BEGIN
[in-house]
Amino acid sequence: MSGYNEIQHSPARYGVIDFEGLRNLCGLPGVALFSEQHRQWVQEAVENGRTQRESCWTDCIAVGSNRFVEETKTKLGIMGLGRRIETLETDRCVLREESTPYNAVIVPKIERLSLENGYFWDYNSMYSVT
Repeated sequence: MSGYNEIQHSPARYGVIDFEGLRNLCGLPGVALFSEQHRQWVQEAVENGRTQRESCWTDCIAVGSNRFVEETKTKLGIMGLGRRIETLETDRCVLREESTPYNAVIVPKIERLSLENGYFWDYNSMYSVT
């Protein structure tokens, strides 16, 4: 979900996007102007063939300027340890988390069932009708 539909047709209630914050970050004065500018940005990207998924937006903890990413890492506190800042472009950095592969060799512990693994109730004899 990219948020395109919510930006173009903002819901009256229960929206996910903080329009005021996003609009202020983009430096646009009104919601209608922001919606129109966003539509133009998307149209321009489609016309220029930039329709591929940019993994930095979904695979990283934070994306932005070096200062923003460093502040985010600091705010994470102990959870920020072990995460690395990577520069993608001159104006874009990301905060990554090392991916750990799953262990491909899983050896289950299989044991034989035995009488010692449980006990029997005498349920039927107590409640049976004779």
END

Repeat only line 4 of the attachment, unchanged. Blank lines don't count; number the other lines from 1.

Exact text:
């Protein structure tokens, strides 16, 4: 979900996007102007063939300027340890988390069932009708 539909047709209630914050970050004065500018940005990207998924937006903890990413890492506190800042472009950095592969060799512990693994109730004899 990219948020395109919510930006173009903002819901009256229960929206996910903080329009005021996003609009202020983009430096646009009104919601209608922001919606129109966003539509133009998307149209321009489609016309220029930039329709591929940019993994930095979904695979990283934070994306932005070096200062923003460093502040985010600091705010994470102990959870920020072990995460690395990577520069993608001159104006874009990301905060990554090392991916750990799953262990491909899983050896289950299989044991034989035995009488010692449980006990029997005498349920039927107590409640049976004779």